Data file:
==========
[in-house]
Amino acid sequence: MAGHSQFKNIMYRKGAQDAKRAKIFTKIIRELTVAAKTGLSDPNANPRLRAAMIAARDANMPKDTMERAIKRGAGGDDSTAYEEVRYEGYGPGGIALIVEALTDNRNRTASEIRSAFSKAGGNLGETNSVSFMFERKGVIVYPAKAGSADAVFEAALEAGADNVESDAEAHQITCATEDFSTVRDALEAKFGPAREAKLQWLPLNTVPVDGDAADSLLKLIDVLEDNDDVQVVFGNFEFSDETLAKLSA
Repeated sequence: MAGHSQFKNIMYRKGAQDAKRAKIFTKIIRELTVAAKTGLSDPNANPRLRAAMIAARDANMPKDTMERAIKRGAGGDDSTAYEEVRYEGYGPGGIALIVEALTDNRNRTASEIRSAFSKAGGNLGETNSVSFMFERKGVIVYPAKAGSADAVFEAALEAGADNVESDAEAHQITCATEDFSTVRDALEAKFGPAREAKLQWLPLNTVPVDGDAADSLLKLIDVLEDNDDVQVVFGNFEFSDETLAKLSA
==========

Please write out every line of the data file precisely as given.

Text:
[in-house]
Amino acid sequence: MAGHSQFKNIMYRKGAQDAKRAKIFTKIIRELTVAAKTGLSDPNANPRLRAAMIAARDANMPKDTMERAIKRGAGGDDSTAYEEVRYEGYGPGGIALIVEALTDNRNRTASEIRSAFSKAGGNLGETNSVSFMFERKGVIVYPAKAGSADAVFEAALEAGADNVESDAEAHQITCATEDFSTVRDALEAKFGPAREAKLQWLPLNTVPVDGDAADSLLKLIDVLEDNDDVQVVFGNFEFSDETLAKLSA
Repeated sequence: MAGHSQFKNIMYRKGAQDAKRAKIFTKIIRELTVAAKTGLSDPNANPRLRAAMIAARDANMPKDTMERAIKRGAGGDDSTAYEEVRYEGYGPGGIALIVEALTDNRNRTASEIRSAFSKAGGNLGETNSVSFMFERKGVIVYPAKAGSADAVFEAALEAGADNVESDAEAHQITCATEDFSTVRDALEAKFGPAREAKLQWLPLNTVPVDGDAADSLLKLIDVLEDNDDVQVVFGNFEFSDETLAKLSA